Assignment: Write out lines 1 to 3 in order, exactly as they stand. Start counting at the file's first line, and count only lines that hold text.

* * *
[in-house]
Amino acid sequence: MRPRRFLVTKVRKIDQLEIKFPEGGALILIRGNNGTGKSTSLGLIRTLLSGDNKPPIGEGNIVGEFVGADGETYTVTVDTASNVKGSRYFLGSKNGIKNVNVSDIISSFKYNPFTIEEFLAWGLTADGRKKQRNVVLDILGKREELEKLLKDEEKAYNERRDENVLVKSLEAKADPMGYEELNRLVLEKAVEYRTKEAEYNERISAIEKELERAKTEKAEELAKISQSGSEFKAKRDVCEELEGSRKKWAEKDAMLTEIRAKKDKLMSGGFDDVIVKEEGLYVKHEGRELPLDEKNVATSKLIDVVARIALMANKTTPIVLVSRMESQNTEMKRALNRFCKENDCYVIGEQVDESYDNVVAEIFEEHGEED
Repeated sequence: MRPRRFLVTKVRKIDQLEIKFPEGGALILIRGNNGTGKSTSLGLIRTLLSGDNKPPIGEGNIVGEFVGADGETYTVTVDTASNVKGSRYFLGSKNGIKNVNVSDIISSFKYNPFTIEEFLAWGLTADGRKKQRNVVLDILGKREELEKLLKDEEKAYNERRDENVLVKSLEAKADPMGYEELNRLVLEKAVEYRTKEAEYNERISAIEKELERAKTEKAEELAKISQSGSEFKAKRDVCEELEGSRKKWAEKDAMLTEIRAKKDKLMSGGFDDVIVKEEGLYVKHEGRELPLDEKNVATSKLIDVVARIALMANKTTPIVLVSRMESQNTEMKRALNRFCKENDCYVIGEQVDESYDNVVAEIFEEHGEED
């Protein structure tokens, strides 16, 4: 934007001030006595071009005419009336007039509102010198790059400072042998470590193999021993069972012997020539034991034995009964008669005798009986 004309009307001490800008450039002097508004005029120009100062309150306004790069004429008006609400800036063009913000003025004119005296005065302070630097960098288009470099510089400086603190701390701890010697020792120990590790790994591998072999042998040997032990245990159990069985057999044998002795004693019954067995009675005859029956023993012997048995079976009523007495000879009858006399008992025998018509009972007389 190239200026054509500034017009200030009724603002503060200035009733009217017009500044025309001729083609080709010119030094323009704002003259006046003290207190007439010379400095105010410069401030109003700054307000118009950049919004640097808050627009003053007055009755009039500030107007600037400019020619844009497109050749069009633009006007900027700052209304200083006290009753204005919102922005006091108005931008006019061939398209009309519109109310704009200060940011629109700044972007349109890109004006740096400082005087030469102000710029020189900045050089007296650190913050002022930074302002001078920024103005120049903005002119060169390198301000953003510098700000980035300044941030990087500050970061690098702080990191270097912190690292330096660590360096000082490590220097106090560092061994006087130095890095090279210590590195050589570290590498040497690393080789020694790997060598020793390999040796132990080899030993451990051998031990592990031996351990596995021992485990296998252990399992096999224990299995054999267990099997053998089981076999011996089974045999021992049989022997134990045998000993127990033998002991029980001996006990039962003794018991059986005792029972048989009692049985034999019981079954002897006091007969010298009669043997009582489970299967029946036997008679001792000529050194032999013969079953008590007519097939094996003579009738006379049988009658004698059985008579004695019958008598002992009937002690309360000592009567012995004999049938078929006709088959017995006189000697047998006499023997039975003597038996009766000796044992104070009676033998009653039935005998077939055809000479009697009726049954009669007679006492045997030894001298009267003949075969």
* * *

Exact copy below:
[in-house]
Amino acid sequence: MRPRRFLVTKVRKIDQLEIKFPEGGALILIRGNNGTGKSTSLGLIRTLLSGDNKPPIGEGNIVGEFVGADGETYTVTVDTASNVKGSRYFLGSKNGIKNVNVSDIISSFKYNPFTIEEFLAWGLTADGRKKQRNVVLDILGKREELEKLLKDEEKAYNERRDENVLVKSLEAKADPMGYEELNRLVLEKAVEYRTKEAEYNERISAIEKELERAKTEKAEELAKISQSGSEFKAKRDVCEELEGSRKKWAEKDAMLTEIRAKKDKLMSGGFDDVIVKEEGLYVKHEGRELPLDEKNVATSKLIDVVARIALMANKTTPIVLVSRMESQNTEMKRALNRFCKENDCYVIGEQVDESYDNVVAEIFEEHGEED
Repeated sequence: MRPRRFLVTKVRKIDQLEIKFPEGGALILIRGNNGTGKSTSLGLIRTLLSGDNKPPIGEGNIVGEFVGADGETYTVTVDTASNVKGSRYFLGSKNGIKNVNVSDIISSFKYNPFTIEEFLAWGLTADGRKKQRNVVLDILGKREELEKLLKDEEKAYNERRDENVLVKSLEAKADPMGYEELNRLVLEKAVEYRTKEAEYNERISAIEKELERAKTEKAEELAKISQSGSEFKAKRDVCEELEGSRKKWAEKDAMLTEIRAKKDKLMSGGFDDVIVKEEGLYVKHEGRELPLDEKNVATSKLIDVVARIALMANKTTPIVLVSRMESQNTEMKRALNRFCKENDCYVIGEQVDESYDNVVAEIFEEHGEED